“We, acting much like the “FULLER BRUSH MEN” of the past, trying to sell educators on the newest, brightest, gotta have new option that they just HAVE to buy into and then a few weeks later….they realize that they never really needed that option in the first place.”
This statement reminded me of all the things that are done school wide that falls by the wayside. I can’t tell you the number of times we met as a faculty to try a writing program, character ed program, professional development program etc. that lasted a year and then nothing. It fizzled out.
Yes, I wonder how much money was spent buying the license for some of these programs and the time and energy wasted trying to implement them. How many times our faculty has groaned and complained throughout the school year. By the next year, the old one is tossed and a new one is introduced.
Part of the reason that many programs don’t last is that it is hard to get everyone on board with this program. If people aren’t willing to give it a try for a year, their negativity is infectious. I actually think some of the things were worthwhile but everyone wouldn’t buy into the program. Many people had different needs and different time restraints so they couldn’t put forth the effort needed to follow the program as it should be done. I feel that when schools introduce new programs they need to make sure that the participants are given the needed time to use it. I remember the school introducing a writing program where we were required to use it in addition to the things we already were required to do. I was able to incorporate it in my lessons as I think it was meant to be but not everyone saw this in the same way. So, they pushed it aside and refused to add it to their lessons or used it sporadically so that it wasn’t successful. The administration sees it isn’t working so they begin hunting for something new and the cycle continues.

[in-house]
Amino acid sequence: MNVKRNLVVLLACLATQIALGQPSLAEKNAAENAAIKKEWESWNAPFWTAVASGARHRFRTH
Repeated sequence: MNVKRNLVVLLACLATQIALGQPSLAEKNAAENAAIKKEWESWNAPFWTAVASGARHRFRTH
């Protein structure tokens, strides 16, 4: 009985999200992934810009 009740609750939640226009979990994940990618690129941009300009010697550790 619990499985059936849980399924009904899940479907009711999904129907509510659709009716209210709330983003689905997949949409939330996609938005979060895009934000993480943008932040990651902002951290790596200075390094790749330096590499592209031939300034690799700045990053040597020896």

Then she requests,
“I would appreciate your comments on WHY you are using the Web presence that you are……why it works for you.
And also thoughts on what we can do to encourage teachers not to abandon their websites, wikis, twitter accounts…..as quickly as many seem to do.”
I continue to blog because it helps me formulate my thoughts and shares my ideas with others. Based upon the comments and emails that I receive, some people find them helpful and encourage me to continue. After 30 years of experience in teaching, I feel it is a way for me to share my failures and successes with new or struggling teachers so that they won’t have to make the same mistakes as I have.
I continue to use Twitter and Plurk and Facebook because it helps me connect with so many others who have the same interests as I do. I am able to learn new things, bounce ideas off of others, or sometimes just vent my frustrations. It is so wonderful to know that there are others out there who understand me. I also love that I have immediate tech support when needed and this has helped me a few times when I have been in a bind.
I think the problem that many people have with abandoning tools is that they find they don’t need them like they thought they would. But sometimes it takes time to really find out if you do or not. That is why I like free trials of software. It gives me time to decide if I want to invest the money into buying the program. Many times I find out that I don’t use it or need it so my money isn’t wasted. Sometimes I find out that the program is the answer to a need I had.
I won’t give up looking and trying things to make my life and my students’ lives better. There are things out there that will help my students be more successful in the classroom and in life. Sometimes I’m adding to the virtual landfill and sometimes I find a hidden treasure.
Do you have a virtual landfill or a collection of hidden treasures? Please share!
Image: 'A Pirate's Life'